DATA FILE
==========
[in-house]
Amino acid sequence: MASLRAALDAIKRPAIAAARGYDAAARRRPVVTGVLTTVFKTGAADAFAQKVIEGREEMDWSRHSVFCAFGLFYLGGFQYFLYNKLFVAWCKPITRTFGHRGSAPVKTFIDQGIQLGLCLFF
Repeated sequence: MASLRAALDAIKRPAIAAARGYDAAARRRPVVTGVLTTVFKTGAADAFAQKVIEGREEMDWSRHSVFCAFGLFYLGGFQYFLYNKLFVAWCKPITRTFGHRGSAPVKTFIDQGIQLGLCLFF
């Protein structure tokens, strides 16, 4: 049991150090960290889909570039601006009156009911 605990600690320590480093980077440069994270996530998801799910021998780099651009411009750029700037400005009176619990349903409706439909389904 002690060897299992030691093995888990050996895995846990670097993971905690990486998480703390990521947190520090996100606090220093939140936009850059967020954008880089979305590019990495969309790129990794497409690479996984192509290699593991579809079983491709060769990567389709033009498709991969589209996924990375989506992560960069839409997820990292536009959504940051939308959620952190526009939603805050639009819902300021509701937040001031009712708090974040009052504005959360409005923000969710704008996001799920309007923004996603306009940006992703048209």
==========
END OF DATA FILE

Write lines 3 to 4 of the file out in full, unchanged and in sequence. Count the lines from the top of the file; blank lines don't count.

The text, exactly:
Repeated sequence: MASLRAALDAIKRPAIAAARGYDAAARRRPVVTGVLTTVFKTGAADAFAQKVIEGREEMDWSRHSVFCAFGLFYLGGFQYFLYNKLFVAWCKPITRTFGHRGSAPVKTFIDQGIQLGLCLFF
């Protein structure tokens, strides 16, 4: 049991150090960290889909570039601006009156009911 605990600690320590480093980077440069994270996530998801799910021998780099651009411009750029700037400005009176619990349903409706439909389904 002690060897299992030691093995888990050996895995846990670097993971905690990486998480703390990521947190520090996100606090220093939140936009850059967020954008880089979305590019990495969309790129990794497409690479996984192509290699593991579809079983491709060769990567389709033009498709991969589209996924990375989506992560960069839409997820990292536009959504940051939308959620952190526009939603805050639009819902300021509701937040001031009712708090974040009052504005959360409005923000969710704008996001799920309007923004996603306009940006992703048209």